W-2 Reporting of Taxable Fringe Benefits for more than 2% S Corp Shareholder-Employee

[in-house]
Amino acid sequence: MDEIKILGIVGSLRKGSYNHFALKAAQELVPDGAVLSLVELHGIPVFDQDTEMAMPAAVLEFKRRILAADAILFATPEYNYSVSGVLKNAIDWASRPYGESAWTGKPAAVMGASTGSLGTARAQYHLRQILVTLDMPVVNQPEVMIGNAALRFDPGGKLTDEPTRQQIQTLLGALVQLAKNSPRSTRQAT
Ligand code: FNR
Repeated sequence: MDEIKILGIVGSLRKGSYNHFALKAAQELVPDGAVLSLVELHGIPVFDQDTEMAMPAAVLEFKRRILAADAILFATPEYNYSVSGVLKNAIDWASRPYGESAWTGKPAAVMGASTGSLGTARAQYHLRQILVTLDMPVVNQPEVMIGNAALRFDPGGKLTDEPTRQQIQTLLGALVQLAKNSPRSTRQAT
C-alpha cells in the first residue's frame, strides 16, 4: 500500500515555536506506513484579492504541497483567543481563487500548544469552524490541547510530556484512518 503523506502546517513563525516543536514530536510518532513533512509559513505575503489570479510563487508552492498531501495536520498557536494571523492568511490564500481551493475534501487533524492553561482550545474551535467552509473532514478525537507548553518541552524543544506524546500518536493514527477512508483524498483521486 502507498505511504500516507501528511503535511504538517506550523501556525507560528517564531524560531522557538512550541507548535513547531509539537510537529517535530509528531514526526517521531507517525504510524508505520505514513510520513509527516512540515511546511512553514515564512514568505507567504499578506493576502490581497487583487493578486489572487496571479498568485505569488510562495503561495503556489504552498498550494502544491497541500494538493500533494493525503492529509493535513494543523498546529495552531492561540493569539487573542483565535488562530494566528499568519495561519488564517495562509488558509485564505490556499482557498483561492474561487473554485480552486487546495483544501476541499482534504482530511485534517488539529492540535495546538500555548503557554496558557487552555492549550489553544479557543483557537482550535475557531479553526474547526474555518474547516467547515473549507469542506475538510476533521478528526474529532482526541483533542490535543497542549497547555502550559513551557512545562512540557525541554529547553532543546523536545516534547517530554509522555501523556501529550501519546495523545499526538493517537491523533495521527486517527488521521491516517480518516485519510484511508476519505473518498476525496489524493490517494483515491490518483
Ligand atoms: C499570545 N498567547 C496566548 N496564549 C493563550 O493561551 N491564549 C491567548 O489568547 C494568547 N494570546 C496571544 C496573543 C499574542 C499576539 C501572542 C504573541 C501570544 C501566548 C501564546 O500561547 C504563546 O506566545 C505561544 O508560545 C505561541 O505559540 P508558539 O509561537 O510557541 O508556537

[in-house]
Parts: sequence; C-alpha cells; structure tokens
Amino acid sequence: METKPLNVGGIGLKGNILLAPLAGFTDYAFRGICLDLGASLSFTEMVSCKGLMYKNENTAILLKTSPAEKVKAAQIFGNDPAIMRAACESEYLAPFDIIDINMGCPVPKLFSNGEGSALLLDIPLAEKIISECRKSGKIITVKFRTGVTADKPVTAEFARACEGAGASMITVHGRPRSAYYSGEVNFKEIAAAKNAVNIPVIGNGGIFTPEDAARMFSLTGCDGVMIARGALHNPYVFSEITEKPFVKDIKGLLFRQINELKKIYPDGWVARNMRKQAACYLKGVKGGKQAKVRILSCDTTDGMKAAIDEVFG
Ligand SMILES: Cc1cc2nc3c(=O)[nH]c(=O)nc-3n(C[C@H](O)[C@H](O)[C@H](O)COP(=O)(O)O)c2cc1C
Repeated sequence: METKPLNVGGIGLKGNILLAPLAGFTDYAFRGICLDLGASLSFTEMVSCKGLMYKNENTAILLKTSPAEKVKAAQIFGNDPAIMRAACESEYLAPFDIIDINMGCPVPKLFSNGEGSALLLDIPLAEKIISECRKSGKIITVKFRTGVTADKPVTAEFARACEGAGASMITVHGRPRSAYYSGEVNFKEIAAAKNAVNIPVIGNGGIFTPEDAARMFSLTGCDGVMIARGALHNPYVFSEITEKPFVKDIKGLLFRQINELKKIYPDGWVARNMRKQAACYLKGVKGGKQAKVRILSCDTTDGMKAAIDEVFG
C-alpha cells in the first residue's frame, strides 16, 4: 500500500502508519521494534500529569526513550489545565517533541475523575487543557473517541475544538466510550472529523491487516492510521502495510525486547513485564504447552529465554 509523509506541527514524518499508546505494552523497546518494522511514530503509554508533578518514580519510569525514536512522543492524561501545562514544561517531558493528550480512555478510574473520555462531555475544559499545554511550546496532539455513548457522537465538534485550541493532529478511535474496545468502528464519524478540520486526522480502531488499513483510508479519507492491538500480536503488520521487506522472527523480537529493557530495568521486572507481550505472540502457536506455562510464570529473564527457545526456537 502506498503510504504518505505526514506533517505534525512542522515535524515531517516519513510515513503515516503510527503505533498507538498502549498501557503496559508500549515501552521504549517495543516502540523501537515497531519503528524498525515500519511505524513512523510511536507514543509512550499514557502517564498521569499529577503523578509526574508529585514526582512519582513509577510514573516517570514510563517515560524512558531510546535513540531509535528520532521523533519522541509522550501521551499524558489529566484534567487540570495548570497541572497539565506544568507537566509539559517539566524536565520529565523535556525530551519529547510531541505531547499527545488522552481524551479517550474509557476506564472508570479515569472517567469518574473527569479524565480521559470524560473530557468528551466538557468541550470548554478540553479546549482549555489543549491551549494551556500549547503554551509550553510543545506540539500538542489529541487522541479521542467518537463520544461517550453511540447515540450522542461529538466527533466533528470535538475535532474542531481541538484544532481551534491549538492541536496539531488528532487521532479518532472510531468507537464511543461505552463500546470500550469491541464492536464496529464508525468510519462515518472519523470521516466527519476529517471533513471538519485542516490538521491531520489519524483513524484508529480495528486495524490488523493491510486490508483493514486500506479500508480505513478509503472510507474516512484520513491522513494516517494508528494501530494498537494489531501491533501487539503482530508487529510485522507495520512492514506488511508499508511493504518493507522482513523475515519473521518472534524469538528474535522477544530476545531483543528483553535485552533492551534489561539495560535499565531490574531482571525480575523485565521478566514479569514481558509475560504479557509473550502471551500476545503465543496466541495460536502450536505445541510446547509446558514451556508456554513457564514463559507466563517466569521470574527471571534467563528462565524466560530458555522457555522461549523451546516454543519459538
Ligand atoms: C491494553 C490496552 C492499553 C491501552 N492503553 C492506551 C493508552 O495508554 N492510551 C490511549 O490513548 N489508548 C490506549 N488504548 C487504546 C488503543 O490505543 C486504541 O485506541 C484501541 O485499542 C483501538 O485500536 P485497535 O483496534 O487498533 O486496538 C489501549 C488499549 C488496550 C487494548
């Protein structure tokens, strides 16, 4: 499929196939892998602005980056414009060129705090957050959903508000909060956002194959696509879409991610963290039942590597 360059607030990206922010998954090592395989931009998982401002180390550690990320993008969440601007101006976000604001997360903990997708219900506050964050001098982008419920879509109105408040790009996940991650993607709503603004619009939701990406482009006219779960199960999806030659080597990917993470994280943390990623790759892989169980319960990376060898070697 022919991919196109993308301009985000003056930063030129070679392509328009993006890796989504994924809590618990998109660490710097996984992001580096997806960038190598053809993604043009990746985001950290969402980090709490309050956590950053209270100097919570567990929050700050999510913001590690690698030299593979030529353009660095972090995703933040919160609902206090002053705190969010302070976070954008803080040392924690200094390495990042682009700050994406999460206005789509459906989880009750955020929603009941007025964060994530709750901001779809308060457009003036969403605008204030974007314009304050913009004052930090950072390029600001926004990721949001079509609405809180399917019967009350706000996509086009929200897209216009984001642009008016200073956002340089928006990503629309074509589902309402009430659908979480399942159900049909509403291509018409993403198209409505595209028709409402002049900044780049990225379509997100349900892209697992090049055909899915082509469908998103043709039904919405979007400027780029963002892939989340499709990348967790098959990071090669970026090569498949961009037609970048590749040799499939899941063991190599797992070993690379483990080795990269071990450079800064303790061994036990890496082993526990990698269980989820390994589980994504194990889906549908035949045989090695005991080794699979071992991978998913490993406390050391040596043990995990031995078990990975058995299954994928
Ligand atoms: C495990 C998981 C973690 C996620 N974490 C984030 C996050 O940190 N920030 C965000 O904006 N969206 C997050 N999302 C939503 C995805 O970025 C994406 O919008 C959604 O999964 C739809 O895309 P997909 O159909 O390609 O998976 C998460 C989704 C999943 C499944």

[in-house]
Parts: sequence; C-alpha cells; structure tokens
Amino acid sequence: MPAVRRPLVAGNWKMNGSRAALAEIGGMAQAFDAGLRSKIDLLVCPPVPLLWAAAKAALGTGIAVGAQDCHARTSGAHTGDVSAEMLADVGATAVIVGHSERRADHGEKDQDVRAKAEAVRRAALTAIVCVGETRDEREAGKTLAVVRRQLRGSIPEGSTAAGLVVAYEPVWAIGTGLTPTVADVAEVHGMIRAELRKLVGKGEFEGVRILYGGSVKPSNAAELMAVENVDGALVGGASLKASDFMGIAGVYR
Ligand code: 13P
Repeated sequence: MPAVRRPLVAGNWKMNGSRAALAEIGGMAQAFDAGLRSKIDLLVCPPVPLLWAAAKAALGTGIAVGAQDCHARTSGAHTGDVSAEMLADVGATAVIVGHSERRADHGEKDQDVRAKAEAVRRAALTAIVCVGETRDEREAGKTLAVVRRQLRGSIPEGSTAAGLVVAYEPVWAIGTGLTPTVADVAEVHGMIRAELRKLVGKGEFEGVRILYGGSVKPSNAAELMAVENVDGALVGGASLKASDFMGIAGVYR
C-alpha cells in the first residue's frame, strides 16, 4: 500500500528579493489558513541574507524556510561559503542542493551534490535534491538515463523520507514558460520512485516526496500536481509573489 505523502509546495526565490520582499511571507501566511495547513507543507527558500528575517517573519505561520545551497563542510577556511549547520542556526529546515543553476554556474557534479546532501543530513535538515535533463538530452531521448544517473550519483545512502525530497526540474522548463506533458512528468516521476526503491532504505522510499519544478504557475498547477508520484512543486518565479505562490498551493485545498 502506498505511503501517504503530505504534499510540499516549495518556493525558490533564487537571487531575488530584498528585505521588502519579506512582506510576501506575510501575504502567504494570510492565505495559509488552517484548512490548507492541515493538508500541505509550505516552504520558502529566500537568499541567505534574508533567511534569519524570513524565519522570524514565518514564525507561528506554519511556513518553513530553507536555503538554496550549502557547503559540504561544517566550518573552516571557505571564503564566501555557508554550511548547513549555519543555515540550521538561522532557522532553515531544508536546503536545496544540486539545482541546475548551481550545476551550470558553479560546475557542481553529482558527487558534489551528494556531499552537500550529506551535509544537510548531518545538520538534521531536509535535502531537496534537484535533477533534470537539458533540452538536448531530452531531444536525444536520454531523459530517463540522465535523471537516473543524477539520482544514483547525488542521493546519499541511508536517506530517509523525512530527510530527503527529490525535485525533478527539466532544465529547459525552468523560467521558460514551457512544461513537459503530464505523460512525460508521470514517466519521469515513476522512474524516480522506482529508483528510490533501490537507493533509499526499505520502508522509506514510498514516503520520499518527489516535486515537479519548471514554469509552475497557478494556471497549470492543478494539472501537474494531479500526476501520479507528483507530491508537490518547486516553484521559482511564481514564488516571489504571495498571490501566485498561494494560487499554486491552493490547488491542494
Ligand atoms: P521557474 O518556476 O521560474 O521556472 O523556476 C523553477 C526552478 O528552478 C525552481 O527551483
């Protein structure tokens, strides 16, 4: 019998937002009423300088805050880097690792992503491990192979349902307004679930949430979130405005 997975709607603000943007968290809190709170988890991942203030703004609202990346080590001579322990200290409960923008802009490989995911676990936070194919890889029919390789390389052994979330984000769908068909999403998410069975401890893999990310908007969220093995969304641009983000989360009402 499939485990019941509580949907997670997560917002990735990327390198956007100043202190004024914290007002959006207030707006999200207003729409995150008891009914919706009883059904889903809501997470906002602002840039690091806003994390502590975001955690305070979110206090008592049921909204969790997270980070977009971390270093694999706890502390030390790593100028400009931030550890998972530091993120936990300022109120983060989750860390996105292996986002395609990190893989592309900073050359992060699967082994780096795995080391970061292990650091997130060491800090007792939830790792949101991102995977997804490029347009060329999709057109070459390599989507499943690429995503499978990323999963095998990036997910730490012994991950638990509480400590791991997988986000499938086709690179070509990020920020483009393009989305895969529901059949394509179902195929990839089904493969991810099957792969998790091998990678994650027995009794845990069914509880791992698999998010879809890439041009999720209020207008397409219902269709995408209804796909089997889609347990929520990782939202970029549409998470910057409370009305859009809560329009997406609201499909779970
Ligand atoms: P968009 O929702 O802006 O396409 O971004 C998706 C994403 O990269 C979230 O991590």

It’s that time of year again when companies are preparing Forms W-2 for employees.  This time can be confusing for employers on what fringe benefits to include and not include on an employee’s Form W-2.  This is especially true for S corporations with more than a 2% S corporation shareholder-employee.  The “2%” part means any S corp shareholder owning, directly or indirectly, more than 2% of the stock on any day during the tax year.  There are special rules and requirements that need to be followed for these individuals.  More than 2% S corp shareholder-employees are treated like partners for fringe benefit purposes.   Because partners generally are considered to be self-employed rather than employees, tax-favored treatment (i.e., corporate deductibility and employee exclusion from income) for fringe benefits paid on behalf of 2% shareholders appears to be unavailable unless a specific statute treats a partner as an employee.  These benefits are treated as compensation to the 2% shareholder and are generally subject to both federal/state withholding and employment taxes (FICA and FUTA) and, therefore, need to be reported on the Form W-2.  Click on the link for a list that summarizes the fringe benefits for which 2% shareholders are treated as partners versus those where the 2% shareholders are treated as employees.

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